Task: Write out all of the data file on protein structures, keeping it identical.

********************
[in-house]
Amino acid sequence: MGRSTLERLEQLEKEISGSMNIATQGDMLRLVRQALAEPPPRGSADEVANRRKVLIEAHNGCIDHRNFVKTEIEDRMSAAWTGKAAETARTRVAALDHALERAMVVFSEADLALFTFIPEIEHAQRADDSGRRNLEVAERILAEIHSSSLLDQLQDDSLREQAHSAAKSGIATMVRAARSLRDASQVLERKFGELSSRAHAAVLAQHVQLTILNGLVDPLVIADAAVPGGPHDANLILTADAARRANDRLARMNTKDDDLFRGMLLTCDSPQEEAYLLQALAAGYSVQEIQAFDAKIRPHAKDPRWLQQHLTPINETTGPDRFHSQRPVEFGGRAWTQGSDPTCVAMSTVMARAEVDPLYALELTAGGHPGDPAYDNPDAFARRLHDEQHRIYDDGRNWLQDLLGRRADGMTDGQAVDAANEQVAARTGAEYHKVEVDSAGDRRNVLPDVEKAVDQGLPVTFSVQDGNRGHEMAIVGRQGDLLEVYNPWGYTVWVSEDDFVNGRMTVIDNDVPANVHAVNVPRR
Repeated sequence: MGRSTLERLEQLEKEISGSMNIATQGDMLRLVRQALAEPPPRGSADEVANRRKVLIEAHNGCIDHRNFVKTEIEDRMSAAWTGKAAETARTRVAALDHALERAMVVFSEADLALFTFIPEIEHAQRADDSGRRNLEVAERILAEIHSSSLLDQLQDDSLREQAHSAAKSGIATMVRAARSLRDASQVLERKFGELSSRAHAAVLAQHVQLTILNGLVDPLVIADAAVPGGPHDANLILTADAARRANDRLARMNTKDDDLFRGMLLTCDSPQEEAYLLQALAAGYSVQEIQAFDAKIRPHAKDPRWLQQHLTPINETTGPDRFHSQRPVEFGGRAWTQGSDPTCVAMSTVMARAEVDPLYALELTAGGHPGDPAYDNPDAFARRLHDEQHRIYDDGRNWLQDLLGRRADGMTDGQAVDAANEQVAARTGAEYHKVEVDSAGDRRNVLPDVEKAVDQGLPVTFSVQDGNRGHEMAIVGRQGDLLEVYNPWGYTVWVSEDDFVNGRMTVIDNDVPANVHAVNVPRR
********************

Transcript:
[in-house]
Amino acid sequence: MGRSTLERLEQLEKEISGSMNIATQGDMLRLVRQALAEPPPRGSADEVANRRKVLIEAHNGCIDHRNFVKTEIEDRMSAAWTGKAAETARTRVAALDHALERAMVVFSEADLALFTFIPEIEHAQRADDSGRRNLEVAERILAEIHSSSLLDQLQDDSLREQAHSAAKSGIATMVRAARSLRDASQVLERKFGELSSRAHAAVLAQHVQLTILNGLVDPLVIADAAVPGGPHDANLILTADAARRANDRLARMNTKDDDLFRGMLLTCDSPQEEAYLLQALAAGYSVQEIQAFDAKIRPHAKDPRWLQQHLTPINETTGPDRFHSQRPVEFGGRAWTQGSDPTCVAMSTVMARAEVDPLYALELTAGGHPGDPAYDNPDAFARRLHDEQHRIYDDGRNWLQDLLGRRADGMTDGQAVDAANEQVAARTGAEYHKVEVDSAGDRRNVLPDVEKAVDQGLPVTFSVQDGNRGHEMAIVGRQGDLLEVYNPWGYTVWVSEDDFVNGRMTVIDNDVPANVHAVNVPRR
Repeated sequence: MGRSTLERLEQLEKEISGSMNIATQGDMLRLVRQALAEPPPRGSADEVANRRKVLIEAHNGCIDHRNFVKTEIEDRMSAAWTGKAAETARTRVAALDHALERAMVVFSEADLALFTFIPEIEHAQRADDSGRRNLEVAERILAEIHSSSLLDQLQDDSLREQAHSAAKSGIATMVRAARSLRDASQVLERKFGELSSRAHAAVLAQHVQLTILNGLVDPLVIADAAVPGGPHDANLILTADAARRANDRLARMNTKDDDLFRGMLLTCDSPQEEAYLLQALAAGYSVQEIQAFDAKIRPHAKDPRWLQQHLTPINETTGPDRFHSQRPVEFGGRAWTQGSDPTCVAMSTVMARAEVDPLYALELTAGGHPGDPAYDNPDAFARRLHDEQHRIYDDGRNWLQDLLGRRADGMTDGQAVDAANEQVAARTGAEYHKVEVDSAGDRRNVLPDVEKAVDQGLPVTFSVQDGNRGHEMAIVGRQGDLLEVYNPWGYTVWVSEDDFVNGRMTVIDNDVPANVHAVNVPRR